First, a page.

Bruce Chatwin sets off on a journey through South America in this wistful classic travel book
With its unique, roving structure and beautiful descriptions, In Patagonia offers an original take on the age-old adventure tale. Bruce Chatwin's journey to a remote country in search of a strange beast brings along with it a cast of fascinating characters. Their stories delay him on the road, but will have you tearing through to the book's end.
'It is hard to pin down what makes In Patagonia so unique, but, in the end, it is Chatwin's brilliant personality that makes it what it is... His form of travel was not about getting from A to B. It was about internal landscapes' Sunday Times
- Paperback | 288 pages
- 129 x 198 x 19mm | 214g
- 04 Jul 2011
- Vintage Publishing
- Vintage Classics
- London, United Kingdom
- Mit Fotos, 1 Ktn.-Skizz.
Other books in this series
01 Feb 2010
12 Jul 2018
08 Aug 2014
About Bruce Chatwin
Bruce Chatwin was born in Sheffield in 1940. After attending Marlborough School he began work as a porter at Sotheby's. Eight years later, having become one of Sotheby's youngest directors, he abandoned his job to pursue his passion for world travel. Between 1972 and 1975 he worked for the Sunday Times, before announcing his next departure in a telegram: 'Gone to Patagonia for six months.' This trip inspired the first of Chatwin's books, In Patagonia, which won the Hawthornden Prize and the E.M. Forster Award and launched his writing career. Two of his books have been made into feature films: The Viceroy of Ouidah (retitled Cobra Verde), directed by Werner Herzog, and Andrew Grieve's On the Black Hill. On publication The Songlines went straight to Number 1 in the Sunday Times bestseller list and remained in the top ten for nine months. On the Black Hill won the Whitbread First Novel Award while his novel Utz was nominated for the 1988 Booker Prize. He died in January 1989, aged forty-eight.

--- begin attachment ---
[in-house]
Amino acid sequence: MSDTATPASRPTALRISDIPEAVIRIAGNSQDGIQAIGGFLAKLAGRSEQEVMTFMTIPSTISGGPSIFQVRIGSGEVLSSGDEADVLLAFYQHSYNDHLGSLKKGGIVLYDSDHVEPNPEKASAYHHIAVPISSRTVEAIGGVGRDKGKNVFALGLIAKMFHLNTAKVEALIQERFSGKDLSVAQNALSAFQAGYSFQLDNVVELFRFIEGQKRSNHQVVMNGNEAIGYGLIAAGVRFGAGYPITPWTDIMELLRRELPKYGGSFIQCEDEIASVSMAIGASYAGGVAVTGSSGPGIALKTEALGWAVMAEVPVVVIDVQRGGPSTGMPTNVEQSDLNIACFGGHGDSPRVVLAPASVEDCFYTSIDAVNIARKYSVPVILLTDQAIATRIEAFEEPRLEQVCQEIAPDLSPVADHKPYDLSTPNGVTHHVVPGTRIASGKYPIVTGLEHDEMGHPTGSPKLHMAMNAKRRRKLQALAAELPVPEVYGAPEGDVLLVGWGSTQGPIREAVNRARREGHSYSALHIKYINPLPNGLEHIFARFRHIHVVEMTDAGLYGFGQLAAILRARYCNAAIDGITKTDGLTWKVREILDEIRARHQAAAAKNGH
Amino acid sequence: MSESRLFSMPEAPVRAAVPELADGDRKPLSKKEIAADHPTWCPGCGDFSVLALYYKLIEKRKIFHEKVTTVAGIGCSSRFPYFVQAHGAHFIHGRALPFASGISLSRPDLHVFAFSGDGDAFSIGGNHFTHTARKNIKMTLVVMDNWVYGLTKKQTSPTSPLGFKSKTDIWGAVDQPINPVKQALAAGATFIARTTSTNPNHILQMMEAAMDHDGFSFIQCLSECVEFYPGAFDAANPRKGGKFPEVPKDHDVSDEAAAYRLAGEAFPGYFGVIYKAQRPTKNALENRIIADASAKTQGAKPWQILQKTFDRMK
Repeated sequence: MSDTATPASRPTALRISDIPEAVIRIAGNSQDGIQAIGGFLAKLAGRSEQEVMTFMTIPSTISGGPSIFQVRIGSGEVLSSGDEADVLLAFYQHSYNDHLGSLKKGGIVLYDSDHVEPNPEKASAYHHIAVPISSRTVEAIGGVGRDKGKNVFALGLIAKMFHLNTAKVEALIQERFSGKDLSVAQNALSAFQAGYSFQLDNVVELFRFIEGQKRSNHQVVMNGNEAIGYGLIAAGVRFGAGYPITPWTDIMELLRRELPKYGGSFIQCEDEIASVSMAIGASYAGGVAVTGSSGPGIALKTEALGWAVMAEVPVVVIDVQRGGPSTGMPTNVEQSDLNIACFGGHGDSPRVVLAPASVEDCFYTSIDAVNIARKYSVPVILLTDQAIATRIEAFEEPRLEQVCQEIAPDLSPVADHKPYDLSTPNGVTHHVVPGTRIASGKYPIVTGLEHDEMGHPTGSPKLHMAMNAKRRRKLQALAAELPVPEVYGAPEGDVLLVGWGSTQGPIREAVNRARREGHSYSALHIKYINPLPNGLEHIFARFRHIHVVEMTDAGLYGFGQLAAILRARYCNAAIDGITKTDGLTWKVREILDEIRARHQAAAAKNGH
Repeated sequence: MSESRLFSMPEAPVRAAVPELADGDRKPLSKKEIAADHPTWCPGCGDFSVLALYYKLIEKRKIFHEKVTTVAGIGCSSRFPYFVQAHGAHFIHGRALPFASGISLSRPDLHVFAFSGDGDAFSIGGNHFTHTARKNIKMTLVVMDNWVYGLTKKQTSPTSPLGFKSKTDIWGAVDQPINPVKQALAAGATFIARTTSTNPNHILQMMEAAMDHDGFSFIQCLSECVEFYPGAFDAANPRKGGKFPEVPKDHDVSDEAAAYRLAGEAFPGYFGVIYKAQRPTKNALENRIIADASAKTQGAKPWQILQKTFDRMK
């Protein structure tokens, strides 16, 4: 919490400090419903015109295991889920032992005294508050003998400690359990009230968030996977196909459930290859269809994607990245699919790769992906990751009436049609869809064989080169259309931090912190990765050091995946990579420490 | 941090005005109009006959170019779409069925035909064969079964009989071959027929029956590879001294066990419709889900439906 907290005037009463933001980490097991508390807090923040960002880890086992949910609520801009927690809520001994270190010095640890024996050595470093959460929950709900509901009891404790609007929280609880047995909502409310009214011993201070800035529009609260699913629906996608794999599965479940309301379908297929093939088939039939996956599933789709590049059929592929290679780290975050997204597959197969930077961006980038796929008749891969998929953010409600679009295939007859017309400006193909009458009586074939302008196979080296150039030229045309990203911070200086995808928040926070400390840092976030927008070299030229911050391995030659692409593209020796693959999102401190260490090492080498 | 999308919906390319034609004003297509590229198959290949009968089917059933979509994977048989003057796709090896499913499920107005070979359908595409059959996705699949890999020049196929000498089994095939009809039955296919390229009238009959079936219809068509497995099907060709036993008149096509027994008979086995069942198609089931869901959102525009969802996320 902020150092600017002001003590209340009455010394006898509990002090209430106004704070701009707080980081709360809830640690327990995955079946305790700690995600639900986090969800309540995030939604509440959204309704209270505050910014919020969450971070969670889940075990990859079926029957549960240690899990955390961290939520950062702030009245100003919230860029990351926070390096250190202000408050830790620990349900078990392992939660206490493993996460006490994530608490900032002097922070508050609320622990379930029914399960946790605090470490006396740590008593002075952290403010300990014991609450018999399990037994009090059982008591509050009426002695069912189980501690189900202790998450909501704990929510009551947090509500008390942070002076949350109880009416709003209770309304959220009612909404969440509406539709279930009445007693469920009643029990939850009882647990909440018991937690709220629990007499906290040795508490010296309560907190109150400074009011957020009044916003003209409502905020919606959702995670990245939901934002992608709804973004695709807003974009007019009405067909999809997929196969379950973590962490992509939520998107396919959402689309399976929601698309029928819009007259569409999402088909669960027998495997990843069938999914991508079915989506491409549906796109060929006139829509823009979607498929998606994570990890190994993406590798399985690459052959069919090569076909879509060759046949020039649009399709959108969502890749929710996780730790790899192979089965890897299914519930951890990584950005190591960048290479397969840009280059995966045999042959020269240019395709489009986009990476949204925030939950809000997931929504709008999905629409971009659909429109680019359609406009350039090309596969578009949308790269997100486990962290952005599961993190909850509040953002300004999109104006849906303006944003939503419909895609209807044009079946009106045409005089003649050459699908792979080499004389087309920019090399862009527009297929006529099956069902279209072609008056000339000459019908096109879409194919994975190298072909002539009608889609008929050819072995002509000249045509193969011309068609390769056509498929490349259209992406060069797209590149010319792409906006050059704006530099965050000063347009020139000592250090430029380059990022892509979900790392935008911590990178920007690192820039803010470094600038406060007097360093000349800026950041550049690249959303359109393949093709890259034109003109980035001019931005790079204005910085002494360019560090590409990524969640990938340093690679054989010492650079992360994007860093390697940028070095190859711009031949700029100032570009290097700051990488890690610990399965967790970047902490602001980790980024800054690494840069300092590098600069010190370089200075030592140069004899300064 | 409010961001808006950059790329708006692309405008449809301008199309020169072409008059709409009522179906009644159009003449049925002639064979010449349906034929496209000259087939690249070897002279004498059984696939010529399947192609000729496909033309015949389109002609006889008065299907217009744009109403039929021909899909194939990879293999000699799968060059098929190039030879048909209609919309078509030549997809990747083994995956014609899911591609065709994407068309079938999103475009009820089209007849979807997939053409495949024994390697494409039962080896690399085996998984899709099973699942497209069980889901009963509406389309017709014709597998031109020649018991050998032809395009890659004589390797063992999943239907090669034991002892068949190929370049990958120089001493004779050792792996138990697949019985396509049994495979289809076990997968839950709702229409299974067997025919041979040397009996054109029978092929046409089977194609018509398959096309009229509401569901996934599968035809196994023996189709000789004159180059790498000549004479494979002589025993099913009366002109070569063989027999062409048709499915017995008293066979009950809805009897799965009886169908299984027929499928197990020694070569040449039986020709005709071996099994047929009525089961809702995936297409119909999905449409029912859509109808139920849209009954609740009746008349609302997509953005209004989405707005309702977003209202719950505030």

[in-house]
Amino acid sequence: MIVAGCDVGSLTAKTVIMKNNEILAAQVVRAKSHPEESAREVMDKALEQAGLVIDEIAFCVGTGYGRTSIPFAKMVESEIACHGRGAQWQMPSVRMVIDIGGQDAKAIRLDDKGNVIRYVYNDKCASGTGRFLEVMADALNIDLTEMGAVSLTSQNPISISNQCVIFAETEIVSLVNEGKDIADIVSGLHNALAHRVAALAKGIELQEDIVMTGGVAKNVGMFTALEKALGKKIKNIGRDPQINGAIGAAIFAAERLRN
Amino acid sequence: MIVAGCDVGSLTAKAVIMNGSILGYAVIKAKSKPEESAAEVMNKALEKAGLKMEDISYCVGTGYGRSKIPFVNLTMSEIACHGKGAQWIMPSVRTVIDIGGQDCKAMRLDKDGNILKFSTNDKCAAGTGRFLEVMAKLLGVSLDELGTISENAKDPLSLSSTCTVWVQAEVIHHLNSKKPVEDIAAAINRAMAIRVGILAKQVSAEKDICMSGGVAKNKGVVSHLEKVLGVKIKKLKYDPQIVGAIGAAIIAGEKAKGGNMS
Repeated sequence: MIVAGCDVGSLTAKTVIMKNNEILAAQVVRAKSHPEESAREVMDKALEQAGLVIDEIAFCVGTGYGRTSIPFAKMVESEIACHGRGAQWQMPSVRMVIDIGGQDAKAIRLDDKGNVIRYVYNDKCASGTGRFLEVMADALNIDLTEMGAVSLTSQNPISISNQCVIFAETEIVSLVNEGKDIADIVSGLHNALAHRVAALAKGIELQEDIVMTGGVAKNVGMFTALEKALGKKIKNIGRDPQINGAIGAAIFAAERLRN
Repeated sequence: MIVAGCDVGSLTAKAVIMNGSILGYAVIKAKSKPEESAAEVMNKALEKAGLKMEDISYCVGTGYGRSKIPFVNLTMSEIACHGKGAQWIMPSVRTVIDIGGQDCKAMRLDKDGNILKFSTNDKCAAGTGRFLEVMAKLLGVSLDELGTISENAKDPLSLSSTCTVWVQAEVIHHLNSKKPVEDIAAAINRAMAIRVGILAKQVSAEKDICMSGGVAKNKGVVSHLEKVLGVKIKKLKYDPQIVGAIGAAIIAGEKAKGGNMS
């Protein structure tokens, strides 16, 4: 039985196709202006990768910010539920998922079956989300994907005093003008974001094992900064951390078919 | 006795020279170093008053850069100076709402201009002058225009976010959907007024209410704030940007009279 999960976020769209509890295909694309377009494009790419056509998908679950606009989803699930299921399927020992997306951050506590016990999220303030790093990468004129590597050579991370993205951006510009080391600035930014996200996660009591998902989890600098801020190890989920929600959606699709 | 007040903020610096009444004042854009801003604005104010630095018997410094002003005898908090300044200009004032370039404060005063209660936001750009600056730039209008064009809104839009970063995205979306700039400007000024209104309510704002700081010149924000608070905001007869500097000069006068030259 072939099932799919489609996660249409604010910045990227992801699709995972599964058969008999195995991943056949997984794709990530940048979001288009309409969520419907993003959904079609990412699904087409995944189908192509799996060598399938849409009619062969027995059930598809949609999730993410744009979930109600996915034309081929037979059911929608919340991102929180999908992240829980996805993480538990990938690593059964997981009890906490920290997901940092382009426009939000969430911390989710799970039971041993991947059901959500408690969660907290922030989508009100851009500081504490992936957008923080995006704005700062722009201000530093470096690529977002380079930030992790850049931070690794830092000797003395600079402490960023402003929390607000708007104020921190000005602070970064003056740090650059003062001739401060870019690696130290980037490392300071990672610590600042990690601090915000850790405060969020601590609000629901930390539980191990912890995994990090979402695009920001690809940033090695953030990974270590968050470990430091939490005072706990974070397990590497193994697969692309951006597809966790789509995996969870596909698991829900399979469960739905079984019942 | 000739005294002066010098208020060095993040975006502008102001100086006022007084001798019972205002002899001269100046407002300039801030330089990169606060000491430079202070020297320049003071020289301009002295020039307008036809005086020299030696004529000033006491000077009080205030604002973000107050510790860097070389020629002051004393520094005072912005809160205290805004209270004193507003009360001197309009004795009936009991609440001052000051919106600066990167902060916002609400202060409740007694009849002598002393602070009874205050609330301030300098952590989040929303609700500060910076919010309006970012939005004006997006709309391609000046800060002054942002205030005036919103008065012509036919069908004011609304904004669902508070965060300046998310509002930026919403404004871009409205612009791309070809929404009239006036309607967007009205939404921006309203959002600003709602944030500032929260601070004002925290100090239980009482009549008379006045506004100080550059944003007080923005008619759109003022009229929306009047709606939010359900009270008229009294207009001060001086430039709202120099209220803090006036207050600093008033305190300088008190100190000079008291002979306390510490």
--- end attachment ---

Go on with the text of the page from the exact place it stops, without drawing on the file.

Nicholas Shakespeare (Introducer)
Nicholas Shakespeare was born in 1957. The son of a diplomat, much of his youth was spent in the Far East and South America. His books have been translated into twenty-two languages. They include The Vision of Elena Silves (winner of the Somerset Maugham Award), Snowleg, The Dancer Upstairs, Inheritance, Priscilla and Six Minutes in May. He has been longlisted for the Booker Prize twice and is a fellow of the Royal Society of Literature.